March 31, 2020
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The Fight For India's IT Hub

Bangalore's three urban seats kindled much suspense and speculation.

The Fight For India's IT Hub
The Fight For India's IT Hub

So we have it ­finally. No Deve Gowda from Bangalore North, no Narendra Modi from Bangalore South. Rarely have the city’s three urban seats kindled such suspense and speculation ahead of a Lok Sabha election. Especially Bangalore South, where tradition and technology cohabitate. This seat, which was held by the late Ananth Kumar since 1996, is a BJP stronghold—even Nandan Nilekani couldn’t swing it for the Congress five years ago. A decade ago, India’s budget airline pioneer Capt Gopinath too had tried his luck as an Independent and failed. However, with Kumar’s passing in November, there’s been a bit of a dilly-­dallying by the BJP. First, his wife Tejas­wini was a frontrunner for the seat. The party, even while it ann­ounced candidates for the bulk of Karnataka’s 28 seats, kept everyone guessing about Bangalore South—amid rum­ours that Modi would ­contest. Finally, with hours to go for nominations to close, it picked a young face, 28-year-old Tejasvi Surya (in pic) as candidate.

The Congress has zeroed in on AICC veteran B.K. Hariprasad, who had lost to Ananth Kumar 20 years ago. Hariprasad agrees the constituency has ­harboured an anti-­Congress sentiment since the Janata days. “But as of now, the BJP doesn’t have much to show,” Hari­prasad tells Outlook as he pads up for the contest. “Bangalore is now a city of opportunities and the BJP can’t take the credit for all this.” On the contrary, he claims, demonetisation hit Bangalore’s local economy.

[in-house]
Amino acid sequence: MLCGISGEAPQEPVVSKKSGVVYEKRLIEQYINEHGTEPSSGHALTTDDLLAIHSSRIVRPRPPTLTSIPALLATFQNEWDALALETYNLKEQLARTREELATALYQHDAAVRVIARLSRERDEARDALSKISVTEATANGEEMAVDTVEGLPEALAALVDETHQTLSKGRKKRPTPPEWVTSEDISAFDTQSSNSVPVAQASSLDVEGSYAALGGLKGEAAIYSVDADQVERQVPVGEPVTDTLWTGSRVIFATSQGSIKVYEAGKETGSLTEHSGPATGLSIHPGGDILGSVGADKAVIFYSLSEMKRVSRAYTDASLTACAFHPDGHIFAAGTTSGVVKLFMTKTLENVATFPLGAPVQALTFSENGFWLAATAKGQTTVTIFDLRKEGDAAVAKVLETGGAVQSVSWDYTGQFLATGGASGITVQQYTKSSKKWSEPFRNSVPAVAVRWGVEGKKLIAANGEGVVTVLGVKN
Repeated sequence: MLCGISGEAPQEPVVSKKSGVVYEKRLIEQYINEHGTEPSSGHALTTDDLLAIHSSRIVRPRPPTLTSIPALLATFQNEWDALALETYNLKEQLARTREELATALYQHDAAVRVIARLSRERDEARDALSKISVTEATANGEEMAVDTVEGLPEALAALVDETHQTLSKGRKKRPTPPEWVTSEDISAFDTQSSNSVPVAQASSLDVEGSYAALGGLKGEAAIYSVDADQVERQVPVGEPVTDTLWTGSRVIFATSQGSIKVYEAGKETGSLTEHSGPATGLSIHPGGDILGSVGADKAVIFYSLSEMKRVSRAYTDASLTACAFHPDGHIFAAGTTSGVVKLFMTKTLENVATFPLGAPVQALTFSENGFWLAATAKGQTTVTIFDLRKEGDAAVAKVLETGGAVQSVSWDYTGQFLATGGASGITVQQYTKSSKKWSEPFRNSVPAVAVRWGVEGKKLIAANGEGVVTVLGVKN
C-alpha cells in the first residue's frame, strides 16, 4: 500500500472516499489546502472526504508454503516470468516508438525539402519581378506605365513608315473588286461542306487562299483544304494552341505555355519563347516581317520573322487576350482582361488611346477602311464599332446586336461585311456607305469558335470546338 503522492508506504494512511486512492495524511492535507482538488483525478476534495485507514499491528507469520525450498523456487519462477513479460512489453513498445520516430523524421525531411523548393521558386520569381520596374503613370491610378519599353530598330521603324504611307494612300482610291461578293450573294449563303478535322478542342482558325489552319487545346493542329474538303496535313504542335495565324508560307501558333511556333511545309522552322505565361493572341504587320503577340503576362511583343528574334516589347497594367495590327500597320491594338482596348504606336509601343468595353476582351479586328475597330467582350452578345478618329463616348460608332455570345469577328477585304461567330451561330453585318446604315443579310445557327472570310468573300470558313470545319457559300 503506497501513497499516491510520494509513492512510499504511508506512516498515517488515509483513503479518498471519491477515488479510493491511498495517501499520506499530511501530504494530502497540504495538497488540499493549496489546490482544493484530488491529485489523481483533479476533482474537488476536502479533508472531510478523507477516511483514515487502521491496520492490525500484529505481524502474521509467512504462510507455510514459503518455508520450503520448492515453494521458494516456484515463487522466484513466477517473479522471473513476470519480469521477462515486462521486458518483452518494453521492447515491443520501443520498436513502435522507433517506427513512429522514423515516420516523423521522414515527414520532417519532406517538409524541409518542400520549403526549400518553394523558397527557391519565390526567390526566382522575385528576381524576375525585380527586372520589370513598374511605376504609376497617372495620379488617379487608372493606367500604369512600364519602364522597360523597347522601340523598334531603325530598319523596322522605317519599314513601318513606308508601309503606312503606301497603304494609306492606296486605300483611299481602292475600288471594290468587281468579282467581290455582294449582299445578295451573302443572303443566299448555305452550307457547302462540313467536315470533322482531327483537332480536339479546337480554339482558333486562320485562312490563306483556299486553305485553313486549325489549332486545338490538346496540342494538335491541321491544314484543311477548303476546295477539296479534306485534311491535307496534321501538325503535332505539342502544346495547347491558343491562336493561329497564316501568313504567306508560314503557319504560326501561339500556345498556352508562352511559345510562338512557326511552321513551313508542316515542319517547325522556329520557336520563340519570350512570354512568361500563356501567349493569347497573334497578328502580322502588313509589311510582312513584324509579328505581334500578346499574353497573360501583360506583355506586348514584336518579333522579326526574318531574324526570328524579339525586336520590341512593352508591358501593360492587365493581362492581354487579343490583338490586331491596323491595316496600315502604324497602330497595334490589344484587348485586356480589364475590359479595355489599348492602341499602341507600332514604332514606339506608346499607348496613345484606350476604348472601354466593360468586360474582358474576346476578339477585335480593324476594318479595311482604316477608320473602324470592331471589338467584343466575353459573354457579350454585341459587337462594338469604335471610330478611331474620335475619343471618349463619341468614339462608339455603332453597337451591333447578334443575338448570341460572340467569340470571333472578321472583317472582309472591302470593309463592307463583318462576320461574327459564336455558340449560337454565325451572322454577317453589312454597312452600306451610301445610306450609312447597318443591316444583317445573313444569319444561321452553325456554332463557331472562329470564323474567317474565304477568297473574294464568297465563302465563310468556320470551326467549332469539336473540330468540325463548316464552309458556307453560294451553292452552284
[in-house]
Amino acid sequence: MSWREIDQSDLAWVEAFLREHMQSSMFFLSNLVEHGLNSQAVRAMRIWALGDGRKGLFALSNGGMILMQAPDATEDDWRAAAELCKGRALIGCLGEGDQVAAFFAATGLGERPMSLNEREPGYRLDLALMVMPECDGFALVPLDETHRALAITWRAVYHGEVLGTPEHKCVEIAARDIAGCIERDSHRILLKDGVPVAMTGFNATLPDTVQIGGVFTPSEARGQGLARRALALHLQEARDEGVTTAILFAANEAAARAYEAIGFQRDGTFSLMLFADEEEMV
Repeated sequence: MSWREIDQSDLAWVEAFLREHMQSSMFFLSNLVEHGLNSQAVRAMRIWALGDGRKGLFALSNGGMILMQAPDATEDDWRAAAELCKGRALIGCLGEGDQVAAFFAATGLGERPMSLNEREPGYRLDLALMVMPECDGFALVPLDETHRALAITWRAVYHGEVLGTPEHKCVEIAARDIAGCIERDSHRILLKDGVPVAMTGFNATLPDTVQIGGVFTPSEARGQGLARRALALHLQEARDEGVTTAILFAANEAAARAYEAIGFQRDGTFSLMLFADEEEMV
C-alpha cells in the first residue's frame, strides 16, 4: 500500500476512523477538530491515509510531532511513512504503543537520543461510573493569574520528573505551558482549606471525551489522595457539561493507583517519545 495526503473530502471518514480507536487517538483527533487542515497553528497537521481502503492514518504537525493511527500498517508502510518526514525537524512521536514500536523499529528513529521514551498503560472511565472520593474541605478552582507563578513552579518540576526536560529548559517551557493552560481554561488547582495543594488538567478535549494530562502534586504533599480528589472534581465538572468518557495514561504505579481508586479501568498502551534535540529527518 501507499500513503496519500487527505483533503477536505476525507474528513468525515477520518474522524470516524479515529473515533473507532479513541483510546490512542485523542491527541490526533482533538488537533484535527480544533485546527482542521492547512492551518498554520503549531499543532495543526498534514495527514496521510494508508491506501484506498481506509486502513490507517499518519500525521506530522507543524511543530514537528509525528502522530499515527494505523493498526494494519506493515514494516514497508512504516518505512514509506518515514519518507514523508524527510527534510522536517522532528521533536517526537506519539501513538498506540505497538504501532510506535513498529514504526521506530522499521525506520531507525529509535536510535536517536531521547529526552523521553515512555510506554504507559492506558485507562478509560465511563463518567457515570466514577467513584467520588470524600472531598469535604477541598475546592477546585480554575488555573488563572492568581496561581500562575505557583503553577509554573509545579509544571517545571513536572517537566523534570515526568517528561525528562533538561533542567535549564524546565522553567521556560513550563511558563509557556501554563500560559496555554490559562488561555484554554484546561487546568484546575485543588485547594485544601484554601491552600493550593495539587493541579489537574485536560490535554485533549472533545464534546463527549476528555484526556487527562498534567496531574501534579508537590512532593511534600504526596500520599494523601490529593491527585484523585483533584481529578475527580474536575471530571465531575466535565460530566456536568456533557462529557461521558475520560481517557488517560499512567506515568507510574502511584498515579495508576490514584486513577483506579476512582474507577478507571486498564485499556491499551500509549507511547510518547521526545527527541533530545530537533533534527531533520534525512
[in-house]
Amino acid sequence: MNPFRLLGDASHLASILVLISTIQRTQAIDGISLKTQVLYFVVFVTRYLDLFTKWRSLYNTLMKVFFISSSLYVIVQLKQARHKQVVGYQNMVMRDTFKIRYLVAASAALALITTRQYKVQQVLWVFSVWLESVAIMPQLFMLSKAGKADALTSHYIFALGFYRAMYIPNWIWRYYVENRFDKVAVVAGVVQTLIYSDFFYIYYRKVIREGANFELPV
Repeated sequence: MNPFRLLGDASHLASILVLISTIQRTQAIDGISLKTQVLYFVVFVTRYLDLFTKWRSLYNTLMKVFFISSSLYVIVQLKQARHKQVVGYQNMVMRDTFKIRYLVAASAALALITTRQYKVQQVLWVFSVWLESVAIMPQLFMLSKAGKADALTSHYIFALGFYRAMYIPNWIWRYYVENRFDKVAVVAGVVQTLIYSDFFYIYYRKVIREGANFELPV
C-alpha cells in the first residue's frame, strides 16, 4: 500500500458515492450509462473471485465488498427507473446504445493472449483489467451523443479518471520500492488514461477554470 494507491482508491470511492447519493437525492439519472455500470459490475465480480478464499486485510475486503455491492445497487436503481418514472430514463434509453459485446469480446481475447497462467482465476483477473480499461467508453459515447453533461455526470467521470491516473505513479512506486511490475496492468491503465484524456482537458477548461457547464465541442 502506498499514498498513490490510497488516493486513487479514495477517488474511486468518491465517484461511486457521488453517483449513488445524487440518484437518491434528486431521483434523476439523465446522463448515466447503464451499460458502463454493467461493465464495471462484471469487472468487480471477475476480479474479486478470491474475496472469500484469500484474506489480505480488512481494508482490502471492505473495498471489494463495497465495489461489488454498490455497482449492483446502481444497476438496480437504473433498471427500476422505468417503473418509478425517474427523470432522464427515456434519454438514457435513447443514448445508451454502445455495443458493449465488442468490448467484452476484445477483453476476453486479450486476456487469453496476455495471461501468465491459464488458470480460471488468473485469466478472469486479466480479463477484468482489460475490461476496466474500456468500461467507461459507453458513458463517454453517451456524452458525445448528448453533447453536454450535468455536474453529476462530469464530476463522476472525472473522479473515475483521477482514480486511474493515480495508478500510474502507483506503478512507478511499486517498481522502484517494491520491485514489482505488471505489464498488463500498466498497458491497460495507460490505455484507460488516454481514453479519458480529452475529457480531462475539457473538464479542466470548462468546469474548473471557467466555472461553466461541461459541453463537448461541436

But all this might be ­bravado—political analyst A. Narayana reckons the BJP’s grip over Bangalore South is as strong as its hold over the coastal districts.

In Bangalore North, the ­suspense ended with a novel twist. Here, Union minister Sadananda Gowda, the sitting MP, was re-nominated by the BJP. And in the hard bargaining over seats between the Cong­ress and the JD(S), the Grand Old Party had apportioned Bang­­alore North to its partner.

Thus began the Deve Gowda rumours. But not only did the former PM settle for Tumkur instead, one day before the deadline the JD(S) too gave up its claim on the seat and ­han­ded it back to the Congress! Now, Kar­nataka minister ­Kris­hna Byre Gowda do the honours. As for Bangalore Central, it’s a repeat of 2014—sitting BJP MP P.C. Mohan will face the Congress’s Rizwan Arshad once again. Yet, there’s some stardust: actor Prakash Raj, a strident critic of the BJP, is in the fray as an Independent candidate.

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